EGYPT: Antiquities minister’s fashion-line photo shoot roils his critics
A blog by an American photographer recently circulated in Egyptian media has prompted activists to accuse Zahi Hawass, the nation's flamboyant archaeologist and minister of antiquities, of abusing his position by using historic relics as props to promote a clothing line under his name.
Twitter and Facebook pages are collecting signatures from Egyptians who want to file a report with the attorney general on allegations that Hawass was “endangering Egypt’s artifacts.”
Photographer James Weber wrote a blog post in November stating that he had the opportunity to do a photo shoot at the Discovery Times Square Exposition in New York to promote Hawass’ new men’s line. Weber went on to say how he and his assistants were granted access to the exhibition after closing to take pictures of a model wearing Hawass' clothing line near King Tut’s tomb and other artifacts.
The blog was recently translated and published in a number of Egyptian newspapers and websites. Many Egyptians were enraged that the famous Egyptologist -- whose larger-than-life persona has popularized ancient history in U.S. and Western television specials -- used valuable antiquities to support his “his personal interest.”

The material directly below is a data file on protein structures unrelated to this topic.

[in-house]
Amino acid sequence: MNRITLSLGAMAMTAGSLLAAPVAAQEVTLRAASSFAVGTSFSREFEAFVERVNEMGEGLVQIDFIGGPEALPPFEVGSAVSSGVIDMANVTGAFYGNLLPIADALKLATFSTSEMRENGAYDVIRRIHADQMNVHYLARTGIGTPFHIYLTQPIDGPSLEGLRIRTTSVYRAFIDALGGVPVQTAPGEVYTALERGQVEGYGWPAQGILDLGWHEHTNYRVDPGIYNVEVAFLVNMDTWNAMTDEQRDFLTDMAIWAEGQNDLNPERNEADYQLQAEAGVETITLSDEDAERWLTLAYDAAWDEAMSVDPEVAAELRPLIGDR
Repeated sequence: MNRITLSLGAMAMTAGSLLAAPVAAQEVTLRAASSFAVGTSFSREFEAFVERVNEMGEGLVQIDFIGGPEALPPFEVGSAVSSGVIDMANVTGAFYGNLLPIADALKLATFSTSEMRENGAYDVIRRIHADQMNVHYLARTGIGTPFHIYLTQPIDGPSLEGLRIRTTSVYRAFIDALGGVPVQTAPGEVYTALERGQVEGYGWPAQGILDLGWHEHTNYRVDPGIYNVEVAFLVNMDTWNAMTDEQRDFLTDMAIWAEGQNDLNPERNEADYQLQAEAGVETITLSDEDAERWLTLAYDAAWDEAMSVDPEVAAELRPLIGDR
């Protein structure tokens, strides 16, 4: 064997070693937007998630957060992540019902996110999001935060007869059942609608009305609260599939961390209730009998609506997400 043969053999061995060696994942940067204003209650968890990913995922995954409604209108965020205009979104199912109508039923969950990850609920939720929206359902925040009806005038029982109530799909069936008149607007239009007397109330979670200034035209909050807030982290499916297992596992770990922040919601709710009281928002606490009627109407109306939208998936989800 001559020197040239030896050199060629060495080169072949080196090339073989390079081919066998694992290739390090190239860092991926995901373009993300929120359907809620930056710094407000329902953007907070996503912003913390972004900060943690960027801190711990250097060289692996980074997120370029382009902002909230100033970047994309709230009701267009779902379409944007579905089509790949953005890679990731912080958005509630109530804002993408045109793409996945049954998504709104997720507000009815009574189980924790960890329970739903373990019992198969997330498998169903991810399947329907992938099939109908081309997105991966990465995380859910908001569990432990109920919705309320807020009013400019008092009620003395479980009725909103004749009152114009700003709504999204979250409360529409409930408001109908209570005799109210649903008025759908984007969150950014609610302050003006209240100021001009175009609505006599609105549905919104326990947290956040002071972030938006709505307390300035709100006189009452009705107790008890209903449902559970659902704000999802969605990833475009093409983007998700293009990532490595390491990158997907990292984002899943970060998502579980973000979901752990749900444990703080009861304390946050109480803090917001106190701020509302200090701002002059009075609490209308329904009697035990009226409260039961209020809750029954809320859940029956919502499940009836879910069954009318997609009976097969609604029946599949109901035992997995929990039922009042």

Hawass tried to clear himself by saying that the photographer and his crew did not touch the artifacts or use flash photography: “Stories about this photo shoot are circulating, claiming that it happened in the Egyptian Museum, and that they had a model sit on actual antiquities. I can firmly say that of course none of this is true,” Hawass said in a statement published Monday on his website.
The star of History Channel’s “Chasing Mummies” also said that he only accepted the proposal of starting a clothing line under his name “on the condition that profits will be donated to a children’s cancer hospital in Cairo.”
Egyptian regulations prohibit touching relics, photographing or using them for commercial motives. Despite his massive popularity as an adventurous relic hunter in the West and his efforts fighting antiquities theft, Hawass has remained a controversial and sometimes unpredictable figure for the few Egyptian intellectuals who know him.
His work under and support for former President Hosni Mubarak’s regime during the first days of the Jan. 25 uprising that toppled Mubarak severely damaged his credibility among rank-and-file Egyptians.
-- Amro Hassan in Cairo
Photo: Zahi Hawass in front of the Great Sphinx. Credit: Amr Nabil / Associated Press